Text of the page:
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HISTORIC NOTESRaytheon was the early leader in germanium transistor production in the mid 1950s, beginning in 1953 with the famous CK721 and CK722 hobbyist transistors and the CK718 hearing aid transistor. These first commercial devices used a black plastic epoxy case, which tended to absorb moisture over time in a manner that often led to device failure. Raytheon addressed this problem by developing a hermetically sealed metal case, which entered large scale production in late 1954. Gregory J. Beat:
Released in 1953, the blue painted Raytheon CK722 PNP transistor is quite possibly the most famous and beloved transistor ever made. Initially made in a clear plastic painted package, the CK722 was part of a family of parts originally derived from the CK718 hearing aid transistor. Early transistor production was a slapdash affair at best, and many of the CK718's that Raytheon produced did not meet the advertised specifications. These low-bin parts were packaged under a different part number, CK722, and sold as low performance devices specifically for the hobby market. As a result, an entire generation of electronics enthusiasts cut their teeth on blue painted CK722 transistors. The CK722 became so iconic that Raytheon began to paint their other semiconductors in the same shade of blue to capitalize on the popularity of the device.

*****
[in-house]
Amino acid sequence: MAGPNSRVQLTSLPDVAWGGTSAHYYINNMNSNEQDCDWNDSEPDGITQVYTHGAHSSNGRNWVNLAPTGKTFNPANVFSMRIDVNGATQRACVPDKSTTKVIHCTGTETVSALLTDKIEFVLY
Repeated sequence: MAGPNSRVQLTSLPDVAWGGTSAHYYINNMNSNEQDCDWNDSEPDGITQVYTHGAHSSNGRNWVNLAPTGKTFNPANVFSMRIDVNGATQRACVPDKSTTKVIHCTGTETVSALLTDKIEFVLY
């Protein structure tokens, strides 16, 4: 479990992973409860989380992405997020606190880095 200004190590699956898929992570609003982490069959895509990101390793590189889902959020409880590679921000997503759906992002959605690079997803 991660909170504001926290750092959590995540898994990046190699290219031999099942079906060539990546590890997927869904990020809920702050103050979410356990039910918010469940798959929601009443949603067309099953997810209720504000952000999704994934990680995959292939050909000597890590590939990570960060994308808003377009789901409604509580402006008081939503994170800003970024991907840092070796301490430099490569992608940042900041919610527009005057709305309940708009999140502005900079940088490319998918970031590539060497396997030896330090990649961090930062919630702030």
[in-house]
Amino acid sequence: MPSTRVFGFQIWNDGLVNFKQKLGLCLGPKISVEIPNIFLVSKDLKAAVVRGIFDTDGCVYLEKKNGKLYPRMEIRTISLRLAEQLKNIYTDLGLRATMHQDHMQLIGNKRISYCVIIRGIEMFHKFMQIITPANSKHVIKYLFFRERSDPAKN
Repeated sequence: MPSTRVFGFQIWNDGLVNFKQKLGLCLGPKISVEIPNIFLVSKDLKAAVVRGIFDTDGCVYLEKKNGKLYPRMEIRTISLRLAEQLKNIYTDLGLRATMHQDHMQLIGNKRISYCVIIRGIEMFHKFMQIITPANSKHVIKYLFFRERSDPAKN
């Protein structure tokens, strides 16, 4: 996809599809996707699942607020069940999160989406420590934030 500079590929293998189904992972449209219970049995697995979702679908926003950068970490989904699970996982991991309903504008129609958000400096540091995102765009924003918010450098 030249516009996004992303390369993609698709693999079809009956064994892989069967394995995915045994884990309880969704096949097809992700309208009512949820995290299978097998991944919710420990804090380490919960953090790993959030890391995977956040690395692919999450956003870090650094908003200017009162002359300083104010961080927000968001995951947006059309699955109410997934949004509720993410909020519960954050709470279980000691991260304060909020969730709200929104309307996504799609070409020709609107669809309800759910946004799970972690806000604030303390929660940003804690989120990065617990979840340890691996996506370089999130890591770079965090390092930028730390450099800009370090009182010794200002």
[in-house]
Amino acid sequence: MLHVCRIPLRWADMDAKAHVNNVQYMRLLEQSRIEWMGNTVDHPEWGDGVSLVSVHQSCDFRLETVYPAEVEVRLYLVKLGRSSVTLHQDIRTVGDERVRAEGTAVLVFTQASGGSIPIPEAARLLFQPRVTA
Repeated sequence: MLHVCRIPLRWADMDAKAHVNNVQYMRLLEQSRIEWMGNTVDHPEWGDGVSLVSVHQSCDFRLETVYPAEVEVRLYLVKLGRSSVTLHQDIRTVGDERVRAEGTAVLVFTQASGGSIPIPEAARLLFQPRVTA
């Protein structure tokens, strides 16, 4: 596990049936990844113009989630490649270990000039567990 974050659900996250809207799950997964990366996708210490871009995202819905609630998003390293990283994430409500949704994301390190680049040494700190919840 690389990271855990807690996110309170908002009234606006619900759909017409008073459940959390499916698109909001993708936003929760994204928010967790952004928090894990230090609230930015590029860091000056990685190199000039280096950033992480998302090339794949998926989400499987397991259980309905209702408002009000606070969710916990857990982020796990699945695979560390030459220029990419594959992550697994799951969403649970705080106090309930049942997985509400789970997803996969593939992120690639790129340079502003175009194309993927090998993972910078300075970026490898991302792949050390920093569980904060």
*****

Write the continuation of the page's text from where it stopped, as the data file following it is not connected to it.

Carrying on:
The Radio Board Forums
What transistor do you use as a CK722 substitute??
I've never actually had a genuine CK722 in my hand. If I ever manage to aquire one, I'd keep it aside as a collectors item anyway. When I've built a circuit in the past that called for a CK722, I've found that a 2N404 has worked as a substitute for me. Sure, the 2N404 has more gain and less leakage, but it worked. What transistor would you use?
Electronic Products site article “What It's Worth,,,” (May, 2011)
In the early 1950s the transistor
appeared. One of the first transistors available to exterminators and
hobbyist over the counter was the Raytheon CK722. These quickly
became popular and were sold by the thousands. Hundreds of circuits
were published over the next few years utilizing the new CK277. Today
an original 1950s Raytheon CK722 in its cardboard folder sells for
$30-$70. The earlier the date code the higher the collector value. In
the CK722 photo the date code 611 represents week 11, 1956.
I did look to see the date code on this one, and it is 612, 12th week of 1956. I hope that this is a collectible component that you would love to add to YOUR collection!
Thanks for looking!!